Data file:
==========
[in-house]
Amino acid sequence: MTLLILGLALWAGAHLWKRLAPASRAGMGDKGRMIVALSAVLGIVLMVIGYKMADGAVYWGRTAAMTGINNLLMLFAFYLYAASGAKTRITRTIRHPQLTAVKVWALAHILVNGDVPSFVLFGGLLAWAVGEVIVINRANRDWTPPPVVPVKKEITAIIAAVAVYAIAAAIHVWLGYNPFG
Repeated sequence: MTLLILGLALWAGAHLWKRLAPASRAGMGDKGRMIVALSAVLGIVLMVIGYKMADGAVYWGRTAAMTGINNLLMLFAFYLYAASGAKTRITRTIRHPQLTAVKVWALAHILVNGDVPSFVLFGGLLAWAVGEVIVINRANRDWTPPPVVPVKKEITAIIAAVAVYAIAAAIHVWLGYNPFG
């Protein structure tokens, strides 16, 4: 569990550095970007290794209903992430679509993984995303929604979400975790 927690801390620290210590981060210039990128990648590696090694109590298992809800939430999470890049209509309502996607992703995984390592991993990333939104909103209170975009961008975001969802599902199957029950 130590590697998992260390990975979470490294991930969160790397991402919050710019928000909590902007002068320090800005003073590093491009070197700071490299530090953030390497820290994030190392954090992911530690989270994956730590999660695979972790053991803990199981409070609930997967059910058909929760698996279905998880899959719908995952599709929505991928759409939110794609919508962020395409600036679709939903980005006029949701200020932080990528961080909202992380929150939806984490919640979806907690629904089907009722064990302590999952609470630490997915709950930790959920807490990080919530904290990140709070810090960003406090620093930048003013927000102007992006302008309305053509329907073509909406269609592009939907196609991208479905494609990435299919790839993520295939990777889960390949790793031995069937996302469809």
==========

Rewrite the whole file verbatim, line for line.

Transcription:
[in-house]
Amino acid sequence: MTLLILGLALWAGAHLWKRLAPASRAGMGDKGRMIVALSAVLGIVLMVIGYKMADGAVYWGRTAAMTGINNLLMLFAFYLYAASGAKTRITRTIRHPQLTAVKVWALAHILVNGDVPSFVLFGGLLAWAVGEVIVINRANRDWTPPPVVPVKKEITAIIAAVAVYAIAAAIHVWLGYNPFG
Repeated sequence: MTLLILGLALWAGAHLWKRLAPASRAGMGDKGRMIVALSAVLGIVLMVIGYKMADGAVYWGRTAAMTGINNLLMLFAFYLYAASGAKTRITRTIRHPQLTAVKVWALAHILVNGDVPSFVLFGGLLAWAVGEVIVINRANRDWTPPPVVPVKKEITAIIAAVAVYAIAAAIHVWLGYNPFG
């Protein structure tokens, strides 16, 4: 569990550095970007290794209903992430679509993984995303929604979400975790 927690801390620290210590981060210039990128990648590696090694109590298992809800939430999470890049209509309502996607992703995984390592991993990333939104909103209170975009961008975001969802599902199957029950 130590590697998992260390990975979470490294991930969160790397991402919050710019928000909590902007002068320090800005003073590093491009070197700071490299530090953030390497820290994030190392954090992911530690989270994956730590999660695979972790053991803990199981409070609930997967059910058909929760698996279905998880899959719908995952599709929505991928759409939110794609919508962020395409600036679709939903980005006029949701200020932080990528961080909202992380929150939806984490919640979806907690629904089907009722064990302590999952609470630490997915709950930790959920807490990080919530904290990140709070810090960003406090620093930048003013927000102007992006302008309305053509329907073509909406269609592009939907196609991208479905494609990435299919790839993520295939990777889960390949790793031995069937996302469809």